Our coworker, a very fine filmmaker, The Big Bang Theory." We talked to [original series writer/producer] Dorothy Fontana. We talked to several of the original series actors. So we hope that there's something for everyone on this Blu-ray.
From watching the documentaries, it sounds like, perhaps, that legendary, lost alternate ending to the episode "Who Mourns for Adonais?" was the Holy Grail that you were looking for, and you had some success. Tell me about that particular one, and then some others that were just truly tremendous finds among all of these little snippets.
Mike: One of the most satisfying pieces we found wasn't a deleted ending, but was some dialogue that was cut, purely for time, from "The City on the Edge of Forever," when just after Kirk saves Edith Keeler from falling down the stairs, they exchange a romantic moment. But after that moment, there were several lines of dialogue which were very sweet between the two of them, and you can just see that they're in love. It's a great character moment for both Kirk and Edith, and of course it makes Edith's subsequent death that much more poignant.
Denise: I think another thing that is very special is what I call the fly on the wall. It puts you there behind the camera. You can see the shooting company. You can see the actors getting ready for their takes. That's like being there. For anyone that is a fan of "Star Trek," that's a very magical feeling.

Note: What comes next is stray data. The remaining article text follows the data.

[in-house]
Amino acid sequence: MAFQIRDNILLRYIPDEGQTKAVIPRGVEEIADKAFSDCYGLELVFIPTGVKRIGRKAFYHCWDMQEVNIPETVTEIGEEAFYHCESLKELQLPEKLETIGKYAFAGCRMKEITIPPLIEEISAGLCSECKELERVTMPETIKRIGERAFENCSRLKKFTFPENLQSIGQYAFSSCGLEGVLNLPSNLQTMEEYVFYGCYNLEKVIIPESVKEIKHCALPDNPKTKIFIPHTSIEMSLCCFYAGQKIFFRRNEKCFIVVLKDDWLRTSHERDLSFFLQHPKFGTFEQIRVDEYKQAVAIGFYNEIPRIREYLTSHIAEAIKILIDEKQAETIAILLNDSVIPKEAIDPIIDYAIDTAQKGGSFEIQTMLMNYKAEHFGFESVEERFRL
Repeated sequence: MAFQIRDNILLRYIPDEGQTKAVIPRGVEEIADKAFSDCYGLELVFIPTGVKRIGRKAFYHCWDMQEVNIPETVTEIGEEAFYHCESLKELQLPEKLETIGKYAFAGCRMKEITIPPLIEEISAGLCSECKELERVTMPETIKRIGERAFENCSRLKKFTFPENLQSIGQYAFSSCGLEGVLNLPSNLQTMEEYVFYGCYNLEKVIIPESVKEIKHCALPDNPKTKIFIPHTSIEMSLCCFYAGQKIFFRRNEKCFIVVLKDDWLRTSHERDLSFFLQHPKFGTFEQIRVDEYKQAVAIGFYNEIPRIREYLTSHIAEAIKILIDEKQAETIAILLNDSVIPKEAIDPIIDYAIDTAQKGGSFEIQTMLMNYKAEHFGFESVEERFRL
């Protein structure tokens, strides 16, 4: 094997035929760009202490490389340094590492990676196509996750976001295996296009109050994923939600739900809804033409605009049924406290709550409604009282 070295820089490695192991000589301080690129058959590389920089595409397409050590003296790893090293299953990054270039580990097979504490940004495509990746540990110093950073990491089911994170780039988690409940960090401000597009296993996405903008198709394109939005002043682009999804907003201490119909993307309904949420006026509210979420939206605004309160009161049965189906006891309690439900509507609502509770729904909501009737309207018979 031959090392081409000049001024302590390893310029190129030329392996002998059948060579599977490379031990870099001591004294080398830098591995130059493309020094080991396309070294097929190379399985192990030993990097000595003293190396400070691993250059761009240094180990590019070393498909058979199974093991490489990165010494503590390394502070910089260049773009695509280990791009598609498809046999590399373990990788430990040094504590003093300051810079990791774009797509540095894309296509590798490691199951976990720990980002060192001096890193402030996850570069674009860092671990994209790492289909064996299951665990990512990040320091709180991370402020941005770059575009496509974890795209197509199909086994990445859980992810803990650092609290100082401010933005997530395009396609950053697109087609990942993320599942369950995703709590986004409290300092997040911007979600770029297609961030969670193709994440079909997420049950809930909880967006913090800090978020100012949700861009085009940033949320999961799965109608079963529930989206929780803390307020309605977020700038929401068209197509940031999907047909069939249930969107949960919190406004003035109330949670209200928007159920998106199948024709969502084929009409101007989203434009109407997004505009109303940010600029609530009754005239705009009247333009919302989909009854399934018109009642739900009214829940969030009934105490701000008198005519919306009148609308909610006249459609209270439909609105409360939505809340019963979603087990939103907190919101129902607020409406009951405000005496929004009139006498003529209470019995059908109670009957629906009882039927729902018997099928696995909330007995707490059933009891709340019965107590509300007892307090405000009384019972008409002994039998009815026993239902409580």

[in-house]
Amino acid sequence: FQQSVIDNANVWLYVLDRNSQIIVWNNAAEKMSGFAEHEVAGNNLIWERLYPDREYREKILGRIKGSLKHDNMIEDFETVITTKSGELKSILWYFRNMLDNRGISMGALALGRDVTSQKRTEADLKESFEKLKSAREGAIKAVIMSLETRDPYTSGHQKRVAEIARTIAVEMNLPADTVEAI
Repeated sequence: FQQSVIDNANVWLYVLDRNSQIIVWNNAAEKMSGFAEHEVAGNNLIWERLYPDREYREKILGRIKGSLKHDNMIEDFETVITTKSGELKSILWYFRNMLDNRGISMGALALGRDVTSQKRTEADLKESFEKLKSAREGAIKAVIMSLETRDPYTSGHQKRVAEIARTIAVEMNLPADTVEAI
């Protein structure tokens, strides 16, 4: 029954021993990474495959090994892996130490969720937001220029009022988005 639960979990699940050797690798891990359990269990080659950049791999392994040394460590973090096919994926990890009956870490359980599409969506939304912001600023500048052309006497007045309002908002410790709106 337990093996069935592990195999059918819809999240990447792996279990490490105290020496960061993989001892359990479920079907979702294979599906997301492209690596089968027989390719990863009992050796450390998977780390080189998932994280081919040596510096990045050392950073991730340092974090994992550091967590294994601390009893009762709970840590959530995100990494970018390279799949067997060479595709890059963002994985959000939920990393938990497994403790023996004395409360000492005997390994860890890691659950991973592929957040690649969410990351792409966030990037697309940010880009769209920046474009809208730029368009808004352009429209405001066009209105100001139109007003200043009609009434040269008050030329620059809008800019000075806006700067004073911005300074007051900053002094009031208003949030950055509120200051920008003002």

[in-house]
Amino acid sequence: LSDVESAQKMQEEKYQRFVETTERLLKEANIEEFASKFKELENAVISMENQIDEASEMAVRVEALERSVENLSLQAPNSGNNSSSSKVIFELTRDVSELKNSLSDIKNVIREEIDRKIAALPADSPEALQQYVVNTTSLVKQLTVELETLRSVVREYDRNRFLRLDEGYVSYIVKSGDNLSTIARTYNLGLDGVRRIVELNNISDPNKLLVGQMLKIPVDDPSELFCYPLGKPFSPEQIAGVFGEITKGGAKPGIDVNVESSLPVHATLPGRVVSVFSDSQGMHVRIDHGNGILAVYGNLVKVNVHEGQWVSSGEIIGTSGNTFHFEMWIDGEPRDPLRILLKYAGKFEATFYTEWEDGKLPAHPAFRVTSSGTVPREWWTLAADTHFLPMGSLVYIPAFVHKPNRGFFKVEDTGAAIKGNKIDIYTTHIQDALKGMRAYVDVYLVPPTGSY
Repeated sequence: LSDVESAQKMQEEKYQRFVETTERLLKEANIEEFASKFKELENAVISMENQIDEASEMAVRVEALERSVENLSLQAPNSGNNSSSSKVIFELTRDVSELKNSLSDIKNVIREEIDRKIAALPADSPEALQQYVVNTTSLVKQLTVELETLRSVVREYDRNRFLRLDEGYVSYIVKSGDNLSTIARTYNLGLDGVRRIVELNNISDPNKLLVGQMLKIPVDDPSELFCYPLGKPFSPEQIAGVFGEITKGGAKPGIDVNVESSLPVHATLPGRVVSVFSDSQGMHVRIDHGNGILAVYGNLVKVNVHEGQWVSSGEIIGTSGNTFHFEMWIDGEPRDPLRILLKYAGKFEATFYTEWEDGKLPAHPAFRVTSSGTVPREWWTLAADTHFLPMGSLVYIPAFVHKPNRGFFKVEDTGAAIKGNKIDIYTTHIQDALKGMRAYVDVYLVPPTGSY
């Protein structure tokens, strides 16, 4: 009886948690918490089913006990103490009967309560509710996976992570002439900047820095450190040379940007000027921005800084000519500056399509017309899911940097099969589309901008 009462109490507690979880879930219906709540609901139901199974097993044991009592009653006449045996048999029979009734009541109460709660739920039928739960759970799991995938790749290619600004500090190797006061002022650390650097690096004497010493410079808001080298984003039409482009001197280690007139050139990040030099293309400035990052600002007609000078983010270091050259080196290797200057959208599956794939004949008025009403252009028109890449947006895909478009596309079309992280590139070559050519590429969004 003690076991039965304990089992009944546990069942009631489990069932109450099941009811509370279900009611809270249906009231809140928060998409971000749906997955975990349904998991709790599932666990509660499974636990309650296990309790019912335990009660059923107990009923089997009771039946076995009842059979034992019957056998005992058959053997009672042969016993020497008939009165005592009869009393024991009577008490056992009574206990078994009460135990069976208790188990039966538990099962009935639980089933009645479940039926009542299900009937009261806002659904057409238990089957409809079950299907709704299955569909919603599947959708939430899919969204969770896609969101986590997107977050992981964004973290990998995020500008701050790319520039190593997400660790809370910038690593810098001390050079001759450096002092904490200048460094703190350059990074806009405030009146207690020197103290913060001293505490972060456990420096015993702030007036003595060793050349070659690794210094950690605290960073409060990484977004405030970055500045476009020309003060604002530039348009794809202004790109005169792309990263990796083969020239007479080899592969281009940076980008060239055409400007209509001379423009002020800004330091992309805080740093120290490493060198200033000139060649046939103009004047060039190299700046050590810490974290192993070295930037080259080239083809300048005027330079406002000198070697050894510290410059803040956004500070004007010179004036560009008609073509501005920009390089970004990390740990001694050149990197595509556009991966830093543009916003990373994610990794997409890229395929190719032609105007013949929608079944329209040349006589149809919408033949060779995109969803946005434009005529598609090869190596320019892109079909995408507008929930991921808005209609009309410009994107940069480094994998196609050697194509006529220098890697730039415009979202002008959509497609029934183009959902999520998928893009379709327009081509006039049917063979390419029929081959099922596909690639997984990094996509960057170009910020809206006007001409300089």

Michael and I worked on the other incarnations of "Star Trek." We never, of course, worked on the original, but that's our favorite. And so to be there, vicariously, watching this footage was very, very special, and an unexpected treasure. We knew that there would probably be omitted dialogue and alternate takes, because you shoot a master and then you shoot the close-ups and so forth. So we figured there would be some of that, but we also were very pleased to be able to have that experience of being there.
You present so much material on the disks. Is this just scratching the surface of what you discovered? Is there a lot more, and is there any plan to figure out a way to get that out there for the fans to see?
Mike: We tried to use the best material, and we're not aware of any plans in the future. We certainly did not approach this saying, "OK, let's hold some stuff back for another product." We said, 'Let's go for it. Let's make this as good as we can. This is a lot of good stuff."
Denise: Yeah, we worked really, really, really hard on this project. It's a passion project, as you can imagine. Roger and Mike and I worked just seven days a week for months and months, trying to mine the best stuff, weave it into the documentaries, so that we could share the best, the very best stuff. So I think that's probably, this is it, and we're so lucky to have what we have.